Understanding the Different Types of Perfectionism

Understanding the Different Types of Perfectionism

Understanding Perfectionism

Perfectionism is often seen as an admirable trait but it can become problematic. At its core is a desire to meet high standards and avoid mistakes. But perfectionism exists on a spectrum from healthy to unhealthy.

Healthy Perfectionism

Healthy perfectionists set high personal standards and derive satisfaction from doing their best. They are organized, conscientious, and productive. Their standards motivate them to excel. Failure is seen as a learning opportunity. Healthy perfectionists recognize perfection is ultimately unattainable.

Unhealthy Perfectionism

Unhealthy perfectionists set impossibly high standards they obsess over but rarely meet. Fear of failure and making mistakes drives them. They tend to be overly critical of themselves and others. Unhealthy perfectionism can negatively impact relationships, health, and overall wellbeing leading to anxiety, depression, eating disorders, and more.

Self-Oriented Perfectionism

Self-oriented perfectionists set unrealistic standards for themselves that are nearly impossible to obtain. Their self-worth becomes tied to productivity and performance. Making mistakes or failing to meet their own expectations often leads to harsh self-criticism and feelings of worthlessness.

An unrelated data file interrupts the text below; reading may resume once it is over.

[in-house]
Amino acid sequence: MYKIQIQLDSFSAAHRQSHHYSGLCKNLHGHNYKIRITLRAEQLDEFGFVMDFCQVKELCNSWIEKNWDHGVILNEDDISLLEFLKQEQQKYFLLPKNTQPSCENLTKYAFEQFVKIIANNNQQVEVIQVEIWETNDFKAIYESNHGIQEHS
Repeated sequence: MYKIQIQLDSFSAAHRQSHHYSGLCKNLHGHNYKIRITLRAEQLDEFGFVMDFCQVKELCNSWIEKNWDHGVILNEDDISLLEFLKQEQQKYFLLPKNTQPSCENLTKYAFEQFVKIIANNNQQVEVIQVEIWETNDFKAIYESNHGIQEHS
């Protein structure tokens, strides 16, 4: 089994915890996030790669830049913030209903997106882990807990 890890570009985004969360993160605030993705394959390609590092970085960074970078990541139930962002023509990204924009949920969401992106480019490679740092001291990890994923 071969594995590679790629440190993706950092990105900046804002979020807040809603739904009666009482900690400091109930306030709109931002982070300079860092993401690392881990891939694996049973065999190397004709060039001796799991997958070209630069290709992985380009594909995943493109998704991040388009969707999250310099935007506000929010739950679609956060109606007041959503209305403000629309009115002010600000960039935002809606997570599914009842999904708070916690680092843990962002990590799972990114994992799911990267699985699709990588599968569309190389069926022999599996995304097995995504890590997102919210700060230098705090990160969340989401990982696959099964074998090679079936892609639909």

Socially Prescribed Perfectionism

Socially prescribed perfectionists believe excessively high expectations are imposed on them by others. They continually try living up to these perceived expectations and worry about others’ criticism and judgement. This often stems from conditional approval in childhood.

Other-Oriented Perfectionism

Other-oriented perfectionists have unrealistic standards for those around them, like friends, family members, colleagues. They may offer advice and “constructive” criticism frequently but it usually comes across as judgmental. This causes strain in interpersonal relationships.


What are some key differences between healthy and unhealthy perfectionism?

Healthy perfectionists have high personal standards that motivate them to achieve and grow. Unhealthy perfectionists have impossibly high standards fueled by fear of failure and self-worth tied to performance. Healthy perfectionists see failure as learning while unhealthy perfectionists see failure as unacceptable.

What drives self-oriented perfectionists?

Self-oriented perfectionists are driven by an excessive need to avoid mistakes and meet self-imposed high standards. Their self-worth is too attached to productivity and performance which makes failure or mistakes seem catastrophic.

Why do socially prescribed perfectionists worry about others’ judgement?

Socially prescribed perfectionists believe others have incredibly high standards and expectations for them that they feel compelled to live up to. This usually stems from conditional approval and criticism focused on achievement during childhood.

How does other-oriented perfectionism impact relationships?

Other-oriented perfectionists judge those around them harshly leading to strained personal relationships. Their excessive criticism and unrealistic standards for others usually comes across as judgmental even if advice is meant constructively.

How can perfectionists work towards more balance and self-compassion?

Perfectionists should focus on progress-over-perfection, celebrate small wins, replace self-criticism with encouragement, make self-care a priority, open up to trusted friends, seek professional help if needed, and remind themselves they are enough regardless of achievements.